Julie had been working as an associate campus minister for 15 years. Shortly before her senior leader retired, another associate minister—a man—was hired. This new associate had a salary higher than Julie’s and soon stepped into the senior leadership role when it was vacant. Julie’s salary and position remained the same.
Charlotte worked full-time on her church staff for 10 years. Though she didn’t have a degree in youth ministry, she had about 15 years’ worth of experience working in it. Her student ministry at the church saw a weekly turnout that was larger than the average Sunday service. She received her benefits from her husband’s employer, as her church—a denominational church in the South—did not provide them to her. Her salary was less than $35,000 a year.
Julie and Charlotte’s names have been changed, but the details of their stories have not. Their cases are, arguably, individual: the specific churches and ministries that employed them also employed questionable compensation practices (whether consciously or unconsciously). Yet when placed in the context of labor statistics and anecdotal evidence, their stories hint at the complex, systemic, gender-based compensation issues in the workplace—including the church.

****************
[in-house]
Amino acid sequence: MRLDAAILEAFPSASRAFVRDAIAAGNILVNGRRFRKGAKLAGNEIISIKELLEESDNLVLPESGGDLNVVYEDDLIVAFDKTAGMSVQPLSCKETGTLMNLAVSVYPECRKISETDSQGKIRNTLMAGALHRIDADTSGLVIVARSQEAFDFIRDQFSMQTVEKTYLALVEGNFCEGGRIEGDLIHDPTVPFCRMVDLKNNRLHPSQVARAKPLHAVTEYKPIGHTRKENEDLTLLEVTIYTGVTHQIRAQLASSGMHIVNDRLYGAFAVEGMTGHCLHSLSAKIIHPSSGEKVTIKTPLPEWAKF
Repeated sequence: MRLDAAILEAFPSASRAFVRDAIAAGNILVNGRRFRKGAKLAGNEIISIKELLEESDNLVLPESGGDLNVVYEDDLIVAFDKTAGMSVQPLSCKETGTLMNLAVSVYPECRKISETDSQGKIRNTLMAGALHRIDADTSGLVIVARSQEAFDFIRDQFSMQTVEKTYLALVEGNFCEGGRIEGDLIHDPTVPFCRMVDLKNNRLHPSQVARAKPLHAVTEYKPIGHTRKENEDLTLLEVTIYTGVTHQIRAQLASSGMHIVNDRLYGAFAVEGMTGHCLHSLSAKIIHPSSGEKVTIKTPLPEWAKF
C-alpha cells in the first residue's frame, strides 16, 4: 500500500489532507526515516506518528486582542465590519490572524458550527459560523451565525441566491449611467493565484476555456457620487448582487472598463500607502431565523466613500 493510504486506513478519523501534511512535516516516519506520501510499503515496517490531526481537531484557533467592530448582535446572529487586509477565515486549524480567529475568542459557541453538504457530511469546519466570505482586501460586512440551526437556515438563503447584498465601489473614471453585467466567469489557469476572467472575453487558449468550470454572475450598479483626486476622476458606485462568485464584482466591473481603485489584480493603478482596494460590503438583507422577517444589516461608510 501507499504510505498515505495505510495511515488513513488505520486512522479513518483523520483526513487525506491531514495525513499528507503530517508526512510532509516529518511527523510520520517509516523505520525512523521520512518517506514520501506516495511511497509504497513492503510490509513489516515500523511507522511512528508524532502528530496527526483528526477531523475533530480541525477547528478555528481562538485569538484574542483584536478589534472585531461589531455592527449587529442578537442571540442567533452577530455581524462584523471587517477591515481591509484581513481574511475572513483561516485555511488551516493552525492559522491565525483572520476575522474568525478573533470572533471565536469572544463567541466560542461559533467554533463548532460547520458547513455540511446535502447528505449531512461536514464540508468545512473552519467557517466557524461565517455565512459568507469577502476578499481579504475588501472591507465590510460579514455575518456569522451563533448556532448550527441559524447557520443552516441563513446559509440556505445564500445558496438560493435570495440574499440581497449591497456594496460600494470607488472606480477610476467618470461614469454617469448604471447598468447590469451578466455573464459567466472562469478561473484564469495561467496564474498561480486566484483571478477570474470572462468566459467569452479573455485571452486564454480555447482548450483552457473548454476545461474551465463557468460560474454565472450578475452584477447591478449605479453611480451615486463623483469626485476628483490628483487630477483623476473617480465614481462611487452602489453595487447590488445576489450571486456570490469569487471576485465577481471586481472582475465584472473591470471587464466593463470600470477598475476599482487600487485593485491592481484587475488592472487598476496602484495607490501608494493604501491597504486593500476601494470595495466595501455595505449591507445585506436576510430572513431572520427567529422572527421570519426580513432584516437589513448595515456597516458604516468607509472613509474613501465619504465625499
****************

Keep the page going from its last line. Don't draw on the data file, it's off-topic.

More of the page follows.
What the gender wage gap looks like
The very existence of a wage gap between men and women is the subject of much debate. Conduct an online search using terms like “gender wage gap” and titles such as “Don’t Buy Into the Gender Pay Gap Myth” are listed alongside results like “The gender pay gap is real, and here’s who is hit hardest.”
Under federal law, any kind of gender-based pay disparity is illegal—period. “There is no question that federal law prohibits pay inequality based on gender—the Equal Pay Act and Title VII of the Civil Rights Act of 1964 clearly prohibit this type of discrimination,” says attorney David Middlebrook. Yet according to the Economic Policy Institute (EPI), an economic think tank based in Washington, D.C., US Census Bureau data measuring full-time workers’ annual pay show that “women are paid 80 cents for every dollar men are paid.” The statistics on hourly pay aren’t much better: 83 cents for every man’s dollar.
In an October 2016 report, EPI acknowledged the “fraught” nature of the gender gap topic and the “speculat[ion] that the ‘unadjusted’ gender wage gap could simply be reflecting other influences,” such as education level and occupation. Even with such adjustments, however, EPI found a disparity in pay between the genders.